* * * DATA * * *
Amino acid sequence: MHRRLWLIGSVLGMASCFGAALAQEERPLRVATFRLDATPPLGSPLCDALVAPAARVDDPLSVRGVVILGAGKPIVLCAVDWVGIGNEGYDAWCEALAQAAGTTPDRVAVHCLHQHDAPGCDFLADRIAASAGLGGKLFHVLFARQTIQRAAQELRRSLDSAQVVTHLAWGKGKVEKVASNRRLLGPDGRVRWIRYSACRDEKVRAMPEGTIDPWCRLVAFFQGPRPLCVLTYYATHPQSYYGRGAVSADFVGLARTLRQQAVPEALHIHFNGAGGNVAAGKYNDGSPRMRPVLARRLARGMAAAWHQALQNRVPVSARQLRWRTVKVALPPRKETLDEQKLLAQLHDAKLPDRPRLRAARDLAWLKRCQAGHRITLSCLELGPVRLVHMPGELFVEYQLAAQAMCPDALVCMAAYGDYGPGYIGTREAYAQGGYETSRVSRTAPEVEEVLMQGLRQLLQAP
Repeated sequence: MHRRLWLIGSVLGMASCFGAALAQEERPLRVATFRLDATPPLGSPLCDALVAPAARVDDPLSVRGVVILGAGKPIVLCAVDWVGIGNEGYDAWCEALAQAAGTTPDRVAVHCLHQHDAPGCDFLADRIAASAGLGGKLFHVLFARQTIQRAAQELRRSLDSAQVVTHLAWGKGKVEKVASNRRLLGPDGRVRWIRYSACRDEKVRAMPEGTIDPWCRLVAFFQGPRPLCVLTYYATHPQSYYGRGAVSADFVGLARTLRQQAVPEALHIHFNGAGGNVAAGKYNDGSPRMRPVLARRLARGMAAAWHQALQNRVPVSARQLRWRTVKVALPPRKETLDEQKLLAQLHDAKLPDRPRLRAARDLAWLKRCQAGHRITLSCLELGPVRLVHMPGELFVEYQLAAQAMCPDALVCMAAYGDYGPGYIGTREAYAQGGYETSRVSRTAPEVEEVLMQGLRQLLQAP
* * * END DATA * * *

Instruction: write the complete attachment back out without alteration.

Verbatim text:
Amino acid sequence: MHRRLWLIGSVLGMASCFGAALAQEERPLRVATFRLDATPPLGSPLCDALVAPAARVDDPLSVRGVVILGAGKPIVLCAVDWVGIGNEGYDAWCEALAQAAGTTPDRVAVHCLHQHDAPGCDFLADRIAASAGLGGKLFHVLFARQTIQRAAQELRRSLDSAQVVTHLAWGKGKVEKVASNRRLLGPDGRVRWIRYSACRDEKVRAMPEGTIDPWCRLVAFFQGPRPLCVLTYYATHPQSYYGRGAVSADFVGLARTLRQQAVPEALHIHFNGAGGNVAAGKYNDGSPRMRPVLARRLARGMAAAWHQALQNRVPVSARQLRWRTVKVALPPRKETLDEQKLLAQLHDAKLPDRPRLRAARDLAWLKRCQAGHRITLSCLELGPVRLVHMPGELFVEYQLAAQAMCPDALVCMAAYGDYGPGYIGTREAYAQGGYETSRVSRTAPEVEEVLMQGLRQLLQAP
Repeated sequence: MHRRLWLIGSVLGMASCFGAALAQEERPLRVATFRLDATPPLGSPLCDALVAPAARVDDPLSVRGVVILGAGKPIVLCAVDWVGIGNEGYDAWCEALAQAAGTTPDRVAVHCLHQHDAPGCDFLADRIAASAGLGGKLFHVLFARQTIQRAAQELRRSLDSAQVVTHLAWGKGKVEKVASNRRLLGPDGRVRWIRYSACRDEKVRAMPEGTIDPWCRLVAFFQGPRPLCVLTYYATHPQSYYGRGAVSADFVGLARTLRQQAVPEALHIHFNGAGGNVAAGKYNDGSPRMRPVLARRLARGMAAAWHQALQNRVPVSARQLRWRTVKVALPPRKETLDEQKLLAQLHDAKLPDRPRLRAARDLAWLKRCQAGHRITLSCLELGPVRLVHMPGELFVEYQLAAQAMCPDALVCMAAYGDYGPGYIGTREAYAQGGYETSRVSRTAPEVEEVLMQGLRQLLQAP